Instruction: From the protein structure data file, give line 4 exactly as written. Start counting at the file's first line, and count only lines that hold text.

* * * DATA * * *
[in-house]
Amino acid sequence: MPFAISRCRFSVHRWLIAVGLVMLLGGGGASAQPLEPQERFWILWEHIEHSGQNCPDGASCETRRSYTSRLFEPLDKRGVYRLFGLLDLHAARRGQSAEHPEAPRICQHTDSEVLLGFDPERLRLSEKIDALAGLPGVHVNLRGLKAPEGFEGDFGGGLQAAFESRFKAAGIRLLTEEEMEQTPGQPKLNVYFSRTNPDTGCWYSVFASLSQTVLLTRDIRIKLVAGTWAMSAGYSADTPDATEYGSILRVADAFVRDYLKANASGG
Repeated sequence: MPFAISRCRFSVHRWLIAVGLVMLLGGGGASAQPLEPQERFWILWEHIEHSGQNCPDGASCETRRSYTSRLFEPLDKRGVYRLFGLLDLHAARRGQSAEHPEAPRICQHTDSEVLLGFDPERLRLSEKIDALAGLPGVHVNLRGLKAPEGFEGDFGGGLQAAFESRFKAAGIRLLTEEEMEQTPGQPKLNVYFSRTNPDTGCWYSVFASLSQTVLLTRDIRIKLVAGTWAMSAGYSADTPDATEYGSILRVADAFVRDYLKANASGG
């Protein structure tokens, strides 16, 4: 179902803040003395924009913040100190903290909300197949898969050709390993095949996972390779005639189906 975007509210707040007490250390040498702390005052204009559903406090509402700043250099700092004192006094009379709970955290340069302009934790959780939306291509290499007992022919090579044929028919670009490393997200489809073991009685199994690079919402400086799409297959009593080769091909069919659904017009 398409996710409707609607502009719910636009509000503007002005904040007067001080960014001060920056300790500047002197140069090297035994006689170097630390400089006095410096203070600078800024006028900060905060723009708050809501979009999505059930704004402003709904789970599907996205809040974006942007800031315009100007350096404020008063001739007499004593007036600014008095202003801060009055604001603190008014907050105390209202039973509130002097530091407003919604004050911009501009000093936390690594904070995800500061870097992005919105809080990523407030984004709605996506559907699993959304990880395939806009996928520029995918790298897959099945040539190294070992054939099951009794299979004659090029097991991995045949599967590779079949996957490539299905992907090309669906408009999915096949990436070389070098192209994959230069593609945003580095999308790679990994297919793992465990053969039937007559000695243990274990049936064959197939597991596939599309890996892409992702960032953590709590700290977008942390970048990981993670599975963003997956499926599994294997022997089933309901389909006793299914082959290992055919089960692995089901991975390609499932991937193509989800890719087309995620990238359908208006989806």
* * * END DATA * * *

């Protein structure tokens, strides 16, 4: 179902803040003395924009913040100190903290909300197949898969050709390993095949996972390779005639189906 975007509210707040007490250390040498702390005052204009559903406090509402700043250099700092004192006094009379709970955290340069302009934790959780939306291509290499007992022919090579044929028919670009490393997200489809073991009685199994690079919402400086799409297959009593080769091909069919659904017009 398409996710409707609607502009719910636009509000503007002005904040007067001080960014001060920056300790500047002197140069090297035994006689170097630390400089006095410096203070600078800024006028900060905060723009708050809501979009999505059930704004402003709904789970599907996205809040974006942007800031315009100007350096404020008063001739007499004593007036600014008095202003801060009055604001603190008014907050105390209202039973509130002097530091407003919604004050911009501009000093936390690594904070995800500061870097992005919105809080990523407030984004709605996506559907699993959304990880395939806009996928520029995918790298897959099945040539190294070992054939099951009794299979004659090029097991991995045949599967590779079949996957490539299905992907090309669906408009999915096949990436070389070098192209994959230069593609945003580095999308790679990994297919793992465990053969039937007559000695243990274990049936064959197939597991596939599309890996892409992702960032953590709590700290977008942390970048990981993670599975963003997956499926599994294997022997089933309901389909006793299914082959290992055919089960692995089901991975390609499932991937193509989800890719087309995620990238359908208006989806």